I find it quite frightening that we have a CLLr and an MP who are using their platform to further the aims of the anti-smoking industry, if they had researched all the epidemilogical evidence into second hand smoke they would have found that SHS is not significantly harmful and can not be attributed in itself to one death, the Health and safety executive (HSE) who are responsible under the health and safety at work act, could never have implemented a smoking ban due to there not being any significant evidence, ( also the American equivalent the OHSA could not) and this is why the smoking ban was brought in under the health act 2006 as no proof was needed, the Government used the SCOTH report (scientific committee on tobacco and health ) as evidence although they were an advisory committee set up by the labour government, they were only advisory as decreed by a judge in 1999 when the tobacco companies tried for a judicial review into their findings in to the Scoth report, this was refused as SCOTH could not be held to account as they were an advisory committee.
    The smoking ban must be the biggest fraud ever perpetrated by the Uk government and the anti-smoking industry for social engineering purposes.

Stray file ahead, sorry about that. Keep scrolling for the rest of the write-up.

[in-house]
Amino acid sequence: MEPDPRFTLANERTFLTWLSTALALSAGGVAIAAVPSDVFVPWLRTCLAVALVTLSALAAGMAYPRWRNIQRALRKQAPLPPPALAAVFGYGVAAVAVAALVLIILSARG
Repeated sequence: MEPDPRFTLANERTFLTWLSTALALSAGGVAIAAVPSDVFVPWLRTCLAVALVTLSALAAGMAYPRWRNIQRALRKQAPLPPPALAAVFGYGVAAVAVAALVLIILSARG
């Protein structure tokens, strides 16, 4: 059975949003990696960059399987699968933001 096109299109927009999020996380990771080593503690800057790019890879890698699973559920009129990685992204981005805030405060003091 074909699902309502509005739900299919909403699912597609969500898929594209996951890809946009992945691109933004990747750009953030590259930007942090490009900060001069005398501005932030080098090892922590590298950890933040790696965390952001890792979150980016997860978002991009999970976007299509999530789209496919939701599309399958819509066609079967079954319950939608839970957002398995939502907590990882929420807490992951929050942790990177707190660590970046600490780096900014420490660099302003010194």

The ban has not reduced the number of smokers in the Uk, (in Ireland it has increased since their ban) and has actually increased the consumption of tobacco in men, it has created an apartied between smokers and non-smokers cost thousands of jobs in the hospitality industry,caused isolation to many millions of smokers and non smokers who decline to spend £3 pounds to stand outside a pub with their friends.
    The smoking ban stops like minded people meeting in a warm and comfortable place, this is dictatorship and has no place in a democratic society.
    Most of the money feeding the anti-smoking industry comes from the pharmacutical companies and we are talking many millions, their interest is the smoking cessation products which is worth billions.

    Google HSE OC255/15 (article 9) for HSE evidence prior to smoking ban it has been covered up, but a hard copy can be obtained under FOI (but copies can be found on google).

  10. Ginky Alam - Casimero permalink
    March 15, 2011 7:12 am

    im hoping that the philippine government will fully implement the banning of cigarrettes esp. selling it to minors…

  11. Anthony Williams permalink
    January 16, 2012 7:26 pm

    Why are you proud to be in the Coalition, it will be the death of the Lib Dems, I am sure there are many previous supporters of your Party that will never vote for you again, and if this is your crowning achievement then you do not deserve to be in Poliitcs at all.

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  1. Tobacco plain packs – a protection against the “Silent Salesman” « Stephen Williams' Blog